Gold News

Gold Bullion 'Gets Tailwind' from Covid Upswing as Fed Calls US Banks 'Strong', WDI + INTU Lose 99.99% from Peaks

GOLD BULLION prices held firm against a rising US Dollar in London trade Friday, gaining for the 17th in 26 weeks so far in 2020 as the Federal Reserve declared US banks to be "strong" despite $700bn of possible loan losses from the Covid Crisis, and the European Council called for an investigation into German regulator BaFin's failure to spot €1.9bn in fraud at payments giant Wirecard.
New cases of Covid-19 jumped higher again in the US meantime, while the UK Government said it was "reluctant" to close beaches despite saying 1000s of people effectively breached what remains of the UK's lockdown rules by travelling to Bournemouth on the south coast amid this week's heatwave.
London police came under attack for the second night running after trying to break up "unlicensed music events".
Shares in UK shopping-mall owner Intu Properties (LON: INTU) today sank in half, trading 99.99% below their 2010 peak, after the 132,000-staff business said it's struggling to service £4.5bn in debt ($5.6bn).
"Gold is finding [a] tailwind from concerns about a second wave of infections," reckon analysts at German bank Commerzbank.
"The expansion of central bank liquidity and public debt continues to argue for a robust demand for gold as a safe haven and store of value."
Chart of US federal deficit per month, US Fed's balancesheet, gold priced in Dollars. Source: St.Louis Fed
Giant gold-backed exchange traded fund the SPDR Trust product (NYSEArca: GLD) shrank on Thursday, seeing its first net daily outflow since 9 June but still heading for its 14th consecutive weekly expansion at the largest size since early 2013.
Gold bullion settled in London today showed a 1.0% gain for the week in US Dollars, trading $18 shy of Wednesday's new 8-year high near $1780 per ounce.
While China's markets were closed for the Dragon Boat festival on Friday, the week's earlier gains in London bullion prices saw domestic prices in the metal's No.1 consumer nation show an average $20 per ounce discount, reflecting the weakest balance of local demand versus supply since mid-May.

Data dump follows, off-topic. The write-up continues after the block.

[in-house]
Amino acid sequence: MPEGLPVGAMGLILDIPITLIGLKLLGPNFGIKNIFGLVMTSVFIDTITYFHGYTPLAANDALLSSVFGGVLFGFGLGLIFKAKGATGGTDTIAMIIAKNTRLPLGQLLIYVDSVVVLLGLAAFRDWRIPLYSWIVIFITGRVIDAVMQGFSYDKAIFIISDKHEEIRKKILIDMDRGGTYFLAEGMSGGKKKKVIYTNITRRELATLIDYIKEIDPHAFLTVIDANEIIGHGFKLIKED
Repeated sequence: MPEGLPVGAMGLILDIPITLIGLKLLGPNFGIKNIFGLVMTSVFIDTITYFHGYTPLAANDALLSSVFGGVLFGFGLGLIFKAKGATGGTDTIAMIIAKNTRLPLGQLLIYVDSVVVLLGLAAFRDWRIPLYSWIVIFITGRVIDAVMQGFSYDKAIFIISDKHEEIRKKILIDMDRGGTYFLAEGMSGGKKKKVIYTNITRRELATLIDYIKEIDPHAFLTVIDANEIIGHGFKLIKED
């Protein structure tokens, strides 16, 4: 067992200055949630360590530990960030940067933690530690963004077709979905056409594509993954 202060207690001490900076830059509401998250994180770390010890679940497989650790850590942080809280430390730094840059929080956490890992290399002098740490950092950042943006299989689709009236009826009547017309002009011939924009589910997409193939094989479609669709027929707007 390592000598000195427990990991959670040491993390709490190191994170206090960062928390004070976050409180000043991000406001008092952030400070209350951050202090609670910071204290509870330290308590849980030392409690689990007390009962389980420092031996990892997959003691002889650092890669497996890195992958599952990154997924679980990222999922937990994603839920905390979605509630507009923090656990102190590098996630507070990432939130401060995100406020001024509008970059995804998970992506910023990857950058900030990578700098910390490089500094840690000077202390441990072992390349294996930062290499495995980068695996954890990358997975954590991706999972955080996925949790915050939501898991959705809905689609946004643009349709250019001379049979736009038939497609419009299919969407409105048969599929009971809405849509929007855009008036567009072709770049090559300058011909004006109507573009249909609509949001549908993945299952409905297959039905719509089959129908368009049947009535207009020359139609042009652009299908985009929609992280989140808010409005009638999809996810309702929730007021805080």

Back in Washington, the Federal Reserve last night banned larger US banks from making dividend payments or share buybacks, a move urged by Democrat senators in April, first called for in mid-March by former FDIC chair Sheila Bair and also publicly backed by ex-Fed chair Janet Yellen.
"The banking system has been a source of strength during this crisis," says Fed vice-chair Randal Quarles.
"The results of our sensitivity analyses show that our banks can remain strong in the face of even the harshest shocks."
While 8 of the largest US banks agreed to stop buying back their own shares on 15 March, "vowing to aid clients [and] nation" by preserving their cash buffers instead, nearly 30 smaller community banks did buy their own shares during the crash phase of the Covid Crisis between 1 March and 7 April according to ratings agency S&PGlobal.
The Fed on Thursday also approved modifying the Volcker Rule, imposed after the global financial crisis to stop US banks trading with their own money or running a hedge fund or private-equity fund, and eased rules on 'prudent risk management' for bets taken between different divisions of the same banking organization.
The European Commission in Brussels meantime asked its markets watchdog today to investigate how Germany's domestic finance regulator BaFin missed the accounting scandal uncovered by journalists from the Financial Times at payments company Wirecard (ETR: WDI).
The first ever member of Frankfurt's Dax stock-market index to file for bankruptcy, Wirecard is now accused of an "elaborate and sophisticated fraud" by its independent auditors EY.
Worth more than €20bn at its 2018 peak, shares in WDI today sank to new all-time lows of €1.90, down 99.99% from that top.
Global stock markets rose however, extending last night's late surge on Wall Street to put the MSCI World Index on track for its 15th weekly gain in the 26 weeks of 2020 so far.
Industrial commodities held flat, while silver bullion traded back at $17.88 per ounce – the price level of New Year 2020 and also the eve of March's sudden 25% plunge on the Covid Crisis.

Adrian Ash

Adrian Ash, BullionVault Gold News

Adrian Ash is director of research at BullionVault, the world-leading physical gold, silver and platinum market for private investors online. Formerly head of editorial at London's top publisher of private-investment advice, he was City correspondent for The Daily Reckoning from 2003 to 2008, and he has now been researching and writing daily analysis of precious metals and the wider financial markets for over 20 years. A frequent guest on BBC radio and television, Adrian is regularly quoted by the Financial Times, MarketWatch and many other respected news outlets, and his views from inside the bullion market have been sought by the Economist magazine, CNBC, Bloomberg, Germany's Handelsblatt and FAZ, plus Italy's Il Sole 24 Ore.

See the full archive of Adrian Ash articles on GoldNews.

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